Swiss air-rescue provider Rega is ready to help any similar organization that would like to set up a membership-based financing plan. In a presentation at the Geneva Heli Trade show this fall, Rega spokesman Walter Stünzi explained how the private foundation has relied successfully on donors for three decades. An unusual case now, Rega’s system could yet become a model as it has many advantages over other financing systems, he said.
Some 1.8 million of the seven million Swiss are Rega donors. As donors, they become members and are rescued at no charge if they need help and have no other insurance. In this way, Rega appears similar to an insurance company. But the organization’s social department cancels invoices for those who have no insurance, who are not donors and who cannot pay. Rega also, therefore, plays the role of charity organization.
Approximately 57 percent of Rega’s $96 million in revenues came from donations last year. The remainder comes mainly from flight operations. The average donation is close to $40. “Many pay for few,” Stünzi said, although “few” is a modest characterization of the 13,732 missions the organization completed last year. In addition to people, Rega also rescued 1,000 cows, a routine mission in Switzerland’s mountainous landscape. Rega operates 13 helicopters (eight Agusta A109s and five Eurocopter EC 145s) and three Bombardier Challenger 604s. It employs 270 people at its 13 bases around the country.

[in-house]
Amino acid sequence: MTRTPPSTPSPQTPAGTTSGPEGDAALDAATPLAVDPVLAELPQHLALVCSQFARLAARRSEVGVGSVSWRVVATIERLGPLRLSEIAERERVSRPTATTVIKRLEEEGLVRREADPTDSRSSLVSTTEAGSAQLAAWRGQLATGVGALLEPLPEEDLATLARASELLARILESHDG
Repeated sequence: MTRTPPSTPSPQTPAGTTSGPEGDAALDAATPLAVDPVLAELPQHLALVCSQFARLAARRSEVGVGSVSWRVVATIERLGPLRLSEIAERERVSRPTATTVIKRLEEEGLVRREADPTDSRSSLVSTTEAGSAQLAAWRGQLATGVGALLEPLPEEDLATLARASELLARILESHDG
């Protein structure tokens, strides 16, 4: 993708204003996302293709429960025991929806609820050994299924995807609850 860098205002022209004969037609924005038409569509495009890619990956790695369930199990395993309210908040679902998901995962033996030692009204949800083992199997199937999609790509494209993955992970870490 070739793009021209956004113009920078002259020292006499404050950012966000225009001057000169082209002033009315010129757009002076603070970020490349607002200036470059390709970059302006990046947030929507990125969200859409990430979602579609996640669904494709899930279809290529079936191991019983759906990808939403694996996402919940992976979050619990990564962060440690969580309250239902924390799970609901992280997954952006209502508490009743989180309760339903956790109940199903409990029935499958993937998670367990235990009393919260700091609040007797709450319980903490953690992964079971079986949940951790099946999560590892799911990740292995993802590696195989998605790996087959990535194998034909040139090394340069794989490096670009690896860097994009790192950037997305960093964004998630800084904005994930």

Stünzi explained the benefits of Rega’s financial strategy. “A significant advantage of such a wide membership is the identification feeling for Rega among the general public,” he noted. Low individual contributions are another benefit, as is political independence. “If we want to renew part of our fleet, we do not depend on a government that can be subject to lobby pressure,” the spokesman explained. And decision-making is more flexible.
Stünzi, however, did recognize some drawbacks of Rega’s financial strategy. First, there is the risk of a domino effect if the public’s perception of the organization changes. Donors might choose to stop contributing to a service they hear criticized. In addition, while Rega’s expenses are fixed, its income is not secured. And insurance companies sometimes see Rega as a competitor.
However, officials at the Swiss air-rescue service see their formula as the best one. “Financing by a government secures money over the medium or long term; it also makes air rescue affordable for everyone,” Stünzi noted, “but slow-moving official channels can impede decision-making and the political climate can have an influence.” Last, but not least, the service depends on the current status of the treasury.
Financing through sponsorship, using the helicopter as advertising space, eliminates these disadvantages. If combined with a membership formula, it offers the possibility of crossed marketing with the sponsor’s customers. But such a sponsor can easily withdraw, Stünzi said, and the market for replacement is usually limited.
Another alternative is to set up air rescue as a commercial service, which quickly reveals the true costs. But the extremely high charges make such air rescue far from
a social service, Stünzi noted. “Pure EMS service cannot be a business,” Stünzi concluded, emphasizing that Rega people are convinced their financing model is
the best compromise.